od calls Abram to leave behind everything familiar to him from his past—his country, his relatives, and all that he had cherished locally—and entrust his destiny to God’s promise. Today many who have followed God’s clear call to some ministry have made similar sacrifices. Others have had all security taken from them by circumstances beyond their consent, but, like Abram, have had to learn to trust.
God demands not only sacrifice of much of what mattered to Abram but faith, the basis for the sacrifice. The Lord told Abram to go—perhaps without initially telling him where. The command to leave precedes here the command to go to the “land that I will show you”. In Hebrew as in most English translations, “I will show you” comes at the end of the sentence. Perhaps this just means that the promise will materialise later, when Abram sees with his own eyes the land he has heard of and that God has promised; this call invites faith. But perhaps it means that Abram does not yet know even where he will end up—and has to trust God for yet a future revelation. This call would even more clearly invite faith!
Biblical faith is not like what our milieu today often considers faith—make-believe, wishing hard, subjectively hoping without a secure basis or even object. Biblical faith depends on God’s faithfulness—on God’s dependability. It is not clear how much Abram yet knew about God; his father’s family apparently served other gods (Josh 24:2), yet at some point focused on this true God as their family or tribal god (Gen 31:53). Sometimes Abram experienced God in visions (15:1); sometimes the text says that God appeared to him (12:7; 17:1; apparently in physical human form in 18:1). Whatever else this means, Abram had more than a subjective feeling to depend on. (Of course, because believers today experience the Spirit within, this leading is often enough for us. But God can make dramatic matters clear in dramatic ways, when needed.)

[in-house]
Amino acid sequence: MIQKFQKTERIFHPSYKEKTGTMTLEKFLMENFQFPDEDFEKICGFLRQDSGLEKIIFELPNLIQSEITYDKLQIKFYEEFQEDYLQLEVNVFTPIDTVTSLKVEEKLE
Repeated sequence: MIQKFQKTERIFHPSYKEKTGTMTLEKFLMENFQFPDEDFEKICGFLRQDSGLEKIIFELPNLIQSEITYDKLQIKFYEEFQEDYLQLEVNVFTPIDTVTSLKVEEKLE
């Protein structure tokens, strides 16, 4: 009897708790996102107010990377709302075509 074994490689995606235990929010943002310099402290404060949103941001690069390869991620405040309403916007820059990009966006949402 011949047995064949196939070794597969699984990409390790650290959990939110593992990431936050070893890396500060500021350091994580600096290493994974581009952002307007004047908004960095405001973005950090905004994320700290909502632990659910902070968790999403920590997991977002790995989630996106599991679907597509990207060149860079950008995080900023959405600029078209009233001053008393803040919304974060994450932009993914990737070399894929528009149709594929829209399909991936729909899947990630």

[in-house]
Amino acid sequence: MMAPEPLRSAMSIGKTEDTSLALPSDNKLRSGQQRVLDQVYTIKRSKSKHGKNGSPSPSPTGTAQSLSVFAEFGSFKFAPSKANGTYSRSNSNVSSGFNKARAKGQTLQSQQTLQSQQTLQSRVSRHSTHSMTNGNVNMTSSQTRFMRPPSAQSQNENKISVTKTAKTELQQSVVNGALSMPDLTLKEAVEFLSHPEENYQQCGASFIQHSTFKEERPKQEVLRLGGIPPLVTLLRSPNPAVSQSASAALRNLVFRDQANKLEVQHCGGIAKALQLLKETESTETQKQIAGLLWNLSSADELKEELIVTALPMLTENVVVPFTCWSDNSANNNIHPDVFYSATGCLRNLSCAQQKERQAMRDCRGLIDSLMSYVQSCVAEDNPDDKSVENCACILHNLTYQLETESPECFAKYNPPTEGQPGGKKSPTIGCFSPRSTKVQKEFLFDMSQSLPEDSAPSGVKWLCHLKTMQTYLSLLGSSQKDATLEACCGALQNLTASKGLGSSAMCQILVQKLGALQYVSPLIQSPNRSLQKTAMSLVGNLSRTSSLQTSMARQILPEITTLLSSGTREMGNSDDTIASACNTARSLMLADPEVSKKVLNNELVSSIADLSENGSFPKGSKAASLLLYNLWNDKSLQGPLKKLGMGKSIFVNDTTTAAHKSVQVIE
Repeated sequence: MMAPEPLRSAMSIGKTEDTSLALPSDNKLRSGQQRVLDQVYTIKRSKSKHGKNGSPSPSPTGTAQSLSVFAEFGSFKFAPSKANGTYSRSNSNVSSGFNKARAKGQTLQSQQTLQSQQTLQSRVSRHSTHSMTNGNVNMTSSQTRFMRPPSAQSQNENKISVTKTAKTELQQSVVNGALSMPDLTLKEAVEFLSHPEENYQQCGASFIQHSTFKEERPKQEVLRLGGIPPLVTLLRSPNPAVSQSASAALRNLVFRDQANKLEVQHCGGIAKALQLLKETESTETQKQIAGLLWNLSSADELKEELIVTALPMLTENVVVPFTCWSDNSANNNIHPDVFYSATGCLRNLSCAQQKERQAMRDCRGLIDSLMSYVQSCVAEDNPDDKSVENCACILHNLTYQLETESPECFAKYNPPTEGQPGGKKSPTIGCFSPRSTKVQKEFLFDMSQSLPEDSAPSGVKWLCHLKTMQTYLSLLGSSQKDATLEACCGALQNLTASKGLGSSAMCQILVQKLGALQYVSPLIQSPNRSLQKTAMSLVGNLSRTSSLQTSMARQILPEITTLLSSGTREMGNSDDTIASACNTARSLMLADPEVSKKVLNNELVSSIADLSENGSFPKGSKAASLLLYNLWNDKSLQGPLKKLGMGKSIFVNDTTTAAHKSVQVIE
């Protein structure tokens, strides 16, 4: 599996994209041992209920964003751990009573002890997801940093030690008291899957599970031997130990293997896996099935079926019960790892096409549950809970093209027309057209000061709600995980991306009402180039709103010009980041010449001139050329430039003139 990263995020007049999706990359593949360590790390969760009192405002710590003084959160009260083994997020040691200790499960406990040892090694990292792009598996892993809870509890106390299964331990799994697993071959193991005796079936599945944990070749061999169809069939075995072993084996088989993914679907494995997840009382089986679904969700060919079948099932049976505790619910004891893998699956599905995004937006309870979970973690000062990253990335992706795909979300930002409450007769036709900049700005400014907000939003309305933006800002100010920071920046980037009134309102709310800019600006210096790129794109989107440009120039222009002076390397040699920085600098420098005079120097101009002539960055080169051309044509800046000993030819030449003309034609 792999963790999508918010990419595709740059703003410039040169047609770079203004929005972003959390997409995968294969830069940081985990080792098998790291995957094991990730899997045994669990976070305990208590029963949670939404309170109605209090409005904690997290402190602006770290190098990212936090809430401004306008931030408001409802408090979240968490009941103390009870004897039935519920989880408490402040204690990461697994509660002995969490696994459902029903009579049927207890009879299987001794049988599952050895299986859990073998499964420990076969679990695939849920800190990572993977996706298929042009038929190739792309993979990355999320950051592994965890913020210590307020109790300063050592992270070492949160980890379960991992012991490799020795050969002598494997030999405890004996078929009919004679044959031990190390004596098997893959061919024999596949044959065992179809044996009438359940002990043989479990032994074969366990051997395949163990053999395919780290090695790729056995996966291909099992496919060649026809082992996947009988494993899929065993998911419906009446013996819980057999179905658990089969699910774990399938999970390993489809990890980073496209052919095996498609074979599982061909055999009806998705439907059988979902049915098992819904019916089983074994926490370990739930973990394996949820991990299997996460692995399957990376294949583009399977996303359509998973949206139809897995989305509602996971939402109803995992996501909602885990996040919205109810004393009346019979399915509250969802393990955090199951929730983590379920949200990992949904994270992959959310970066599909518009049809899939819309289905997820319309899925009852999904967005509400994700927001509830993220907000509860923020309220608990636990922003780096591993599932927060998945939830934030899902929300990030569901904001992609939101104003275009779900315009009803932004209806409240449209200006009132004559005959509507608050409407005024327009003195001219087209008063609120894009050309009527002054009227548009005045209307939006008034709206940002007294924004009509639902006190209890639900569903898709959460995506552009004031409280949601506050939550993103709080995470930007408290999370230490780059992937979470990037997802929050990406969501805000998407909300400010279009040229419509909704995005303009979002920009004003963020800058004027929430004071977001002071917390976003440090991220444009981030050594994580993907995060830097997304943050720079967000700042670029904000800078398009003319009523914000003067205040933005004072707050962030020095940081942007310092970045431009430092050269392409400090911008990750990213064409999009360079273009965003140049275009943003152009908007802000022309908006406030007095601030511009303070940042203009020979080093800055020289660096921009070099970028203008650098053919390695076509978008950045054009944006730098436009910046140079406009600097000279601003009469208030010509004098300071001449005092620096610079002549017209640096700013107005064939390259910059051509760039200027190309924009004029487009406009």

Biblical faith is not like what our milieu today often considers faith—make-believe, wishing hard, subjectively hoping without a secure basis or even object.
His entire family had planned to travel to Canaan at one point, a time when many were migrating from Mesopotamia there. They ended up settling in Haran, however, still in Mesopotamia, and never made the rest of the journey (11:31). Generations later, Israel in the wilderness would be tempted to stop short of entering the land of promise, leaving the promise to be fulfilled instead to their children in the next generation. Abram’s father stopped short of the goal of Canaan, though we do not know whether in his case it was a divine call. For Abram, however, this was his mission, a divine call.
We do not know whether Abram was the first in his family to hear from God. Terah may have served other gods (Josh 24:2), but Nahor seems to have known the true God at least as his highest God (Gen 31:53), perhaps through Abram’s experience with him (Gen 12:1 mentions God speaking to Abram, but we cannot argue from silence that he had never revealed himself to Abram before). In any case, Abram obeys God’s costly call.
But a call is also a promise. Faith is not sitting around hoping for God’s call to come to pass. Faith is active obedience (as in 12:4), because we depend on God to fulfill what he has said. If we obey to the best of our knowledge, we can rest in the reality that God will bring to pass what he has called us to do, the parts that are beyond human effort. For God rarely calls us—and shouldn’t really need to call us—to do what we can do on our own.